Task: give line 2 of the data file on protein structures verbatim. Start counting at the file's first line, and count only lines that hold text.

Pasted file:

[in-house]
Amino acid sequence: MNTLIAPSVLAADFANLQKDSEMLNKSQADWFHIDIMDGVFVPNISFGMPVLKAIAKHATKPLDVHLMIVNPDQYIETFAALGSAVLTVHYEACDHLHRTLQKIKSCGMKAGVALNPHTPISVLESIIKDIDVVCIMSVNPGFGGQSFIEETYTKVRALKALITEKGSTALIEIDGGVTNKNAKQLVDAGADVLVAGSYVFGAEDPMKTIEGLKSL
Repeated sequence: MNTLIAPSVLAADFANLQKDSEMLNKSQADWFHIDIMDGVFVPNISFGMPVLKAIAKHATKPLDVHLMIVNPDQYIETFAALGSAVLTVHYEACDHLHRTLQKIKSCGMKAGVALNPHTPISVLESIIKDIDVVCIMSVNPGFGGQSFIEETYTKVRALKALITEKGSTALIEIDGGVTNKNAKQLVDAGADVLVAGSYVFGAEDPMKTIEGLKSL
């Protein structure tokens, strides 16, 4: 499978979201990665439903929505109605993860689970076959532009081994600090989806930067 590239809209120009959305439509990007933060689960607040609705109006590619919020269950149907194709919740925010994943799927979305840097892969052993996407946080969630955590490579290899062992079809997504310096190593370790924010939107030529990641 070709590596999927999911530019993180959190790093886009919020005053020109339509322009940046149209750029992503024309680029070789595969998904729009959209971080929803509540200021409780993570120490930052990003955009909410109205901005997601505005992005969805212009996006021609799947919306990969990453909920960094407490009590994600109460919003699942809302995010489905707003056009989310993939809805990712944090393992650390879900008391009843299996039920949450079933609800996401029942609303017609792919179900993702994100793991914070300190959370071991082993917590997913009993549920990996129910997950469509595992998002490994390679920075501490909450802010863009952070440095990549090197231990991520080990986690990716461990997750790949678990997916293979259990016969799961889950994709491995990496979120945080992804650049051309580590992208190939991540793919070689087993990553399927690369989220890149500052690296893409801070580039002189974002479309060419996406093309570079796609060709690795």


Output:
Amino acid sequence: MNTLIAPSVLAADFANLQKDSEMLNKSQADWFHIDIMDGVFVPNISFGMPVLKAIAKHATKPLDVHLMIVNPDQYIETFAALGSAVLTVHYEACDHLHRTLQKIKSCGMKAGVALNPHTPISVLESIIKDIDVVCIMSVNPGFGGQSFIEETYTKVRALKALITEKGSTALIEIDGGVTNKNAKQLVDAGADVLVAGSYVFGAEDPMKTIEGLKSL